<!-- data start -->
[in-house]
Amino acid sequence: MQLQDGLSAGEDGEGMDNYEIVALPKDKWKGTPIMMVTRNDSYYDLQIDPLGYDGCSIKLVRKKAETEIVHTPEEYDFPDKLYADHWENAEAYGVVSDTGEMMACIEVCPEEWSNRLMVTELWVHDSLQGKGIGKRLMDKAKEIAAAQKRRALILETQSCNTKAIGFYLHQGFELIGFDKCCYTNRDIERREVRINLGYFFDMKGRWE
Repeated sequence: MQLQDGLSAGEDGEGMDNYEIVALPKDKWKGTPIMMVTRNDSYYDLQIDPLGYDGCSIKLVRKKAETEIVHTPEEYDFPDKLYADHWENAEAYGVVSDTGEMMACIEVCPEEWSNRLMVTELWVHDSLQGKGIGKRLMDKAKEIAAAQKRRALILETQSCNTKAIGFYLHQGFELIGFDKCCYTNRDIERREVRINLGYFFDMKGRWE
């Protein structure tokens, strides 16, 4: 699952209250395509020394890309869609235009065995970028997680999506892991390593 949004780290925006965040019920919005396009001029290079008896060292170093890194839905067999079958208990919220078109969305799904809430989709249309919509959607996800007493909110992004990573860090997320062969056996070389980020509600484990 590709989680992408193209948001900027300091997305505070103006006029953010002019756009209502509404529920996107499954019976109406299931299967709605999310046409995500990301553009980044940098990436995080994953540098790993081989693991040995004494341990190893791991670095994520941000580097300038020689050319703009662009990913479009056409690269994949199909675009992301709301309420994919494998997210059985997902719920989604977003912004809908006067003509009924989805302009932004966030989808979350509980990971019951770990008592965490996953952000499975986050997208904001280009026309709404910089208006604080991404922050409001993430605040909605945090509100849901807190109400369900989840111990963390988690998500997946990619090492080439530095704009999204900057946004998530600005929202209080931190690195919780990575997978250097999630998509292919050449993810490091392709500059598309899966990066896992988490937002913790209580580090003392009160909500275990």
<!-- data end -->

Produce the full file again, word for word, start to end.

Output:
[in-house]
Amino acid sequence: MQLQDGLSAGEDGEGMDNYEIVALPKDKWKGTPIMMVTRNDSYYDLQIDPLGYDGCSIKLVRKKAETEIVHTPEEYDFPDKLYADHWENAEAYGVVSDTGEMMACIEVCPEEWSNRLMVTELWVHDSLQGKGIGKRLMDKAKEIAAAQKRRALILETQSCNTKAIGFYLHQGFELIGFDKCCYTNRDIERREVRINLGYFFDMKGRWE
Repeated sequence: MQLQDGLSAGEDGEGMDNYEIVALPKDKWKGTPIMMVTRNDSYYDLQIDPLGYDGCSIKLVRKKAETEIVHTPEEYDFPDKLYADHWENAEAYGVVSDTGEMMACIEVCPEEWSNRLMVTELWVHDSLQGKGIGKRLMDKAKEIAAAQKRRALILETQSCNTKAIGFYLHQGFELIGFDKCCYTNRDIERREVRINLGYFFDMKGRWE
């Protein structure tokens, strides 16, 4: 699952209250395509020394890309869609235009065995970028997680999506892991390593 949004780290925006965040019920919005396009001029290079008896060292170093890194839905067999079958208990919220078109969305799904809430989709249309919509959607996800007493909110992004990573860090997320062969056996070389980020509600484990 590709989680992408193209948001900027300091997305505070103006006029953010002019756009209502509404529920996107499954019976109406299931299967709605999310046409995500990301553009980044940098990436995080994953540098790993081989693991040995004494341990190893791991670095994520941000580097300038020689050319703009662009990913479009056409690269994949199909675009992301709301309420994919494998997210059985997902719920989604977003912004809908006067003509009924989805302009932004966030989808979350509980990971019951770990008592965490996953952000499975986050997208904001280009026309709404910089208006604080991404922050409001993430605040909605945090509100849901807190109400369900989840111990963390988690998500997946990619090492080439530095704009999204900057946004998530600005929202209080931190690195919780990575997978250097999630998509292919050449993810490091392709500059598309899966990066896992988490937002913790209580580090003392009160909500275990």